Learn about the UBC’s roots, from our founding through the first turbulent years to growth and today.
One of the great labor leaders of the 19th century, Peter J. McGuire was one of the founding fathers of the United Brotherhood of Carpenters & Joiners and served as general secretary for our first 21 years.
McGuire was born to Irish immigrants on July 6, 1852. He was the first child in a family of five, growing up on the raucous Lower East Side of New York City. When his father joined the Union Army in 1863, Peter left school to become the family’s breadwinner.
Even though his formal education was over, he still found ways to satisfy his unending hunger for knowledge, not only by immersing himself in the culture of the city streets but also by attending classes and lectures at the Cooper Union. This meeting place was both a center for continuing education and a hub of radical and reform movements.
At 17, Peter began an apprenticeship in the Haines Piano Shop. The long hours, low wages, and difficult working conditions reinforced the rhetoric he absorbed at Cooper Union. Under the hard tutelage of Haines, Peter learned the importance of labor organization. Not long after, he led a successful fight against wage reduction at Haines. But he was harassed out of his position and took his journeyman status from job to job until the onset of the post-Civil War depression of the 1870s.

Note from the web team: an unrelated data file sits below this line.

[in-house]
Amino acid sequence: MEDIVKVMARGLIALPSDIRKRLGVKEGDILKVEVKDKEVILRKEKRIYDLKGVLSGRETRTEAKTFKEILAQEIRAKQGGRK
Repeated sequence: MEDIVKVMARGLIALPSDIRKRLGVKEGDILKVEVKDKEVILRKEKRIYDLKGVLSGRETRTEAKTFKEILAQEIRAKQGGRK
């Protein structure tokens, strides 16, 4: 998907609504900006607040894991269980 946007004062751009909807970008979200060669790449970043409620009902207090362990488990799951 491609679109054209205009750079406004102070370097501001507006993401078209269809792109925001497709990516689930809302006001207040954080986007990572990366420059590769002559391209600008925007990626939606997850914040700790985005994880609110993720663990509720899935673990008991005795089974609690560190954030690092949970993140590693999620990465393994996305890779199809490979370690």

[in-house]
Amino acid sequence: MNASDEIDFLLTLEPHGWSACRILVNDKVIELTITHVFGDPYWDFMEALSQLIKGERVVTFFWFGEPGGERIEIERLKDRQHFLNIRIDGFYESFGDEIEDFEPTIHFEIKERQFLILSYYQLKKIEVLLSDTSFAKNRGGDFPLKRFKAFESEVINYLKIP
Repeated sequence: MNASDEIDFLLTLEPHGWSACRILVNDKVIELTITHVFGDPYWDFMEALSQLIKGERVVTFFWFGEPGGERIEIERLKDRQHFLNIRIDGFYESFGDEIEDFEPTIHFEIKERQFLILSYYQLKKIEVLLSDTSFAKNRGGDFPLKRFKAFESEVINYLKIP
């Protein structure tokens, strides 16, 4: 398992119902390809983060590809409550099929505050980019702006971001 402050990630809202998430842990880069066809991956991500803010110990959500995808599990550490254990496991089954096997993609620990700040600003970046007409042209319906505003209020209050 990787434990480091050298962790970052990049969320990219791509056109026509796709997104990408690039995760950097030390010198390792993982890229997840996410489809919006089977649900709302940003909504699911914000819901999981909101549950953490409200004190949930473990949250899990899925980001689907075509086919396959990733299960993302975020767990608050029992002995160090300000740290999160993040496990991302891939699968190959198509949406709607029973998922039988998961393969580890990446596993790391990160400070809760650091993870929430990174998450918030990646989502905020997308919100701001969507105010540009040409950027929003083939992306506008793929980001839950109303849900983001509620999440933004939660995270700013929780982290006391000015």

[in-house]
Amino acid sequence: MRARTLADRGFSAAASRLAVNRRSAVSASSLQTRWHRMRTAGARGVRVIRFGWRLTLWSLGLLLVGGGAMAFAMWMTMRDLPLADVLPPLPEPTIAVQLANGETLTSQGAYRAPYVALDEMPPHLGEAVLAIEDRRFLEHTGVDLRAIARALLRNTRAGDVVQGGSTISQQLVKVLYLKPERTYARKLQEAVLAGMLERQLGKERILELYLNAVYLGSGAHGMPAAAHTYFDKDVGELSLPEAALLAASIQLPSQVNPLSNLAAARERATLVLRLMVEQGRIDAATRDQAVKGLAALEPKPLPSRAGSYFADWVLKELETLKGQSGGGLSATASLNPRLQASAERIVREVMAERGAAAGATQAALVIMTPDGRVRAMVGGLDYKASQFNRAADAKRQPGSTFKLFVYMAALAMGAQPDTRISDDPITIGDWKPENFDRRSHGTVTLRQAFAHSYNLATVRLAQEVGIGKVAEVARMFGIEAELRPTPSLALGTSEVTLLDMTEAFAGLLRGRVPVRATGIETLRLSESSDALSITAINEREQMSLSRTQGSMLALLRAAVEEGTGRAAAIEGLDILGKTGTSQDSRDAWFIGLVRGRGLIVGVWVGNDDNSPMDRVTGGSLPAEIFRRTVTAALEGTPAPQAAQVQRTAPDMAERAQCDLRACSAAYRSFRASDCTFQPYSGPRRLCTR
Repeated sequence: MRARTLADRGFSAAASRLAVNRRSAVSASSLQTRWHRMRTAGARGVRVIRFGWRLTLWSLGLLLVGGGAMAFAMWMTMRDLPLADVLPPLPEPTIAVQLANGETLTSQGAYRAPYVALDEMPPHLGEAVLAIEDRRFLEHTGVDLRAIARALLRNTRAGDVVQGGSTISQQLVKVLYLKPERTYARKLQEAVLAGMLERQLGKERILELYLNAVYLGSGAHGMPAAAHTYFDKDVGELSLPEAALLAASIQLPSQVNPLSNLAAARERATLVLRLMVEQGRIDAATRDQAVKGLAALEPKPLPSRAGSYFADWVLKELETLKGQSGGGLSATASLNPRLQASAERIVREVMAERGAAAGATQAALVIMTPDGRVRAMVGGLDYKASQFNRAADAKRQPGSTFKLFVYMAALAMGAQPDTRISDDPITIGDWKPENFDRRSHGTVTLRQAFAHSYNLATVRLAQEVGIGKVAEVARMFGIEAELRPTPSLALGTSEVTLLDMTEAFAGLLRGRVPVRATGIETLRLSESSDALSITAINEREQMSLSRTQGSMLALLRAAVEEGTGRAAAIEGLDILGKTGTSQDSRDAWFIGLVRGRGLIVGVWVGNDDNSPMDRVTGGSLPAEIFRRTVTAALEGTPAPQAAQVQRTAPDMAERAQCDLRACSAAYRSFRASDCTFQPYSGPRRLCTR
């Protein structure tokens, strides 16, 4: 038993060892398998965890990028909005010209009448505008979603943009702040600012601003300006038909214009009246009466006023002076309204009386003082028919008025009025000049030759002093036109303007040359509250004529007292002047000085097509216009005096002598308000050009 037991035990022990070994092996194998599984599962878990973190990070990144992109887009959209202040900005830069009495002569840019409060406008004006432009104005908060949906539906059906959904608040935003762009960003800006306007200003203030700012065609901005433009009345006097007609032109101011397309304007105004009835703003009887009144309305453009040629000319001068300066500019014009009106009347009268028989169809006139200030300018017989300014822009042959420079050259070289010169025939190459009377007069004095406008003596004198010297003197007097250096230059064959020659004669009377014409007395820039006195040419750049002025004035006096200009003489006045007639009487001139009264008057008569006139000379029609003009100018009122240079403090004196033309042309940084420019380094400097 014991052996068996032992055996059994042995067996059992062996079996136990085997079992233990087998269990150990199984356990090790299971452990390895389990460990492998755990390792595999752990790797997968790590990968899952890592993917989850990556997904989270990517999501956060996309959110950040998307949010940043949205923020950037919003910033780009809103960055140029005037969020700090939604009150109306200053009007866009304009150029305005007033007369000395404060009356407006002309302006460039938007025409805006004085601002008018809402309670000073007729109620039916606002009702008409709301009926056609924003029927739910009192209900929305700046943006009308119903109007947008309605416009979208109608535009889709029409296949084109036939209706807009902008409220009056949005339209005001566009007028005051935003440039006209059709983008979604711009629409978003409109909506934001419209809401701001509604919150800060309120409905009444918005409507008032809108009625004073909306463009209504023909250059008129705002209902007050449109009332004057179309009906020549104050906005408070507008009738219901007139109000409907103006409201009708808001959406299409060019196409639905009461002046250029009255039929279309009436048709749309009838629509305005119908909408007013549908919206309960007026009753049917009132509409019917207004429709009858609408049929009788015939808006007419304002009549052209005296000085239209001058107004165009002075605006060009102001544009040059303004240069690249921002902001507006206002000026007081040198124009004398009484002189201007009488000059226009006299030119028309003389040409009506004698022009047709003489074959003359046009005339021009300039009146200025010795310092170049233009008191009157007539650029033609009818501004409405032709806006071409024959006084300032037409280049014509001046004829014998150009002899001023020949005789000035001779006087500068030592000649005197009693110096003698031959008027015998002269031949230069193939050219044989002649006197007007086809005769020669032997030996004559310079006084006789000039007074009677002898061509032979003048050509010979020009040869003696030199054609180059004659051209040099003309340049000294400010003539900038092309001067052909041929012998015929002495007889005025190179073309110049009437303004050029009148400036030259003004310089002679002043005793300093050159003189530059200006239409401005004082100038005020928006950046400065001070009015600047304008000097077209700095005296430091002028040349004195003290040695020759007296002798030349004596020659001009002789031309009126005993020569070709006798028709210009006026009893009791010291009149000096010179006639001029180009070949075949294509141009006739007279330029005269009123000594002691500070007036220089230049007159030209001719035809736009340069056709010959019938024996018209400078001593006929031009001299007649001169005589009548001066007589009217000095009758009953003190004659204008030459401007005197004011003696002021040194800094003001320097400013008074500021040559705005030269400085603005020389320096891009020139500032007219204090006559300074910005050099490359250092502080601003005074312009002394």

Rather than hang his head, McGuire marched. And spoke. And roused the crowds of the fellow unemployed. The venerable New York Times branded him a “disturber of the peace,” and still he thrived.
Hopping freight trains and walking hundreds of miles, McGuire went from town to town making speeches marked by eloquence, biting wit, and a rich voice. In 1881, he organized a Chicago convention to form a union. Representatives from 11 cities joined him, and over four spirited days they produced a constitution and structure. The UBC was born, with P.J. McGuire as its first general secretary.
He worked tirelessly to keep the union alive in the early years, and his efforts led to the eight-hour workday, the founding of the American Federation of Labor, and wages that more than doubled, and he built union membership to more than 167,000 members by 1903. He also crafted a lasting and historical memorial to all workers—the Labor Day holiday.